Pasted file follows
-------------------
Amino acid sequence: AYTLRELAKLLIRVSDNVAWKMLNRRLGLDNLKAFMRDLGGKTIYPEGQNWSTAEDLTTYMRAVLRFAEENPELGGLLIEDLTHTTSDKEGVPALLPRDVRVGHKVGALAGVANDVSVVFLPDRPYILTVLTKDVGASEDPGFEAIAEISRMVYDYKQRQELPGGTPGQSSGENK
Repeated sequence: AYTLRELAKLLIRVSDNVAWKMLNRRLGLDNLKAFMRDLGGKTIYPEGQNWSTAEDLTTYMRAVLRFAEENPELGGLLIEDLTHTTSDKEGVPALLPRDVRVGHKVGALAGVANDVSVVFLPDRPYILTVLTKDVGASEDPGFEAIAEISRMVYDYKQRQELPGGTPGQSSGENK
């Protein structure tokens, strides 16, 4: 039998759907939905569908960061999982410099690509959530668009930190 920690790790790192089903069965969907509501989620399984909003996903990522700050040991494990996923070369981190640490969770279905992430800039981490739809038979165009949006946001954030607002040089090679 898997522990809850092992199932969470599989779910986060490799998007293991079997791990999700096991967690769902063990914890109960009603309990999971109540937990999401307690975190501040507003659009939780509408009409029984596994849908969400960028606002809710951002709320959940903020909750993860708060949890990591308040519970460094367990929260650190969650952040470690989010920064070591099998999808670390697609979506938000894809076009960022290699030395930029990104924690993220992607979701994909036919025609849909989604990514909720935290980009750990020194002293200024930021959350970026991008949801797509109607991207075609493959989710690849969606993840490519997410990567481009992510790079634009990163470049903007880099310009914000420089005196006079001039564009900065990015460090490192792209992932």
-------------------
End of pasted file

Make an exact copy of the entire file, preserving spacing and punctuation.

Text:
Amino acid sequence: AYTLRELAKLLIRVSDNVAWKMLNRRLGLDNLKAFMRDLGGKTIYPEGQNWSTAEDLTTYMRAVLRFAEENPELGGLLIEDLTHTTSDKEGVPALLPRDVRVGHKVGALAGVANDVSVVFLPDRPYILTVLTKDVGASEDPGFEAIAEISRMVYDYKQRQELPGGTPGQSSGENK
Repeated sequence: AYTLRELAKLLIRVSDNVAWKMLNRRLGLDNLKAFMRDLGGKTIYPEGQNWSTAEDLTTYMRAVLRFAEENPELGGLLIEDLTHTTSDKEGVPALLPRDVRVGHKVGALAGVANDVSVVFLPDRPYILTVLTKDVGASEDPGFEAIAEISRMVYDYKQRQELPGGTPGQSSGENK
């Protein structure tokens, strides 16, 4: 039998759907939905569908960061999982410099690509959530668009930190 920690790790790192089903069965969907509501989620399984909003996903990522700050040991494990996923070369981190640490969770279905992430800039981490739809038979165009949006946001954030607002040089090679 898997522990809850092992199932969470599989779910986060490799998007293991079997791990999700096991967690769902063990914890109960009603309990999971109540937990999401307690975190501040507003659009939780509408009409029984596994849908969400960028606002809710951002709320959940903020909750993860708060949890990591308040519970460094367990929260650190969650952040470690989010920064070591099998999808670390697609979506938000894809076009960022290699030395930029990104924690993220992607979701994909036919025609849909989604990514909720935290980009750990020194002293200024930021959350970026991008949801797509109607991207075609493959989710690849969606993840490519997410990567481009992510790079634009990163470049903007880099310009914000420089005196006079001039564009900065990015460090490192792209992932």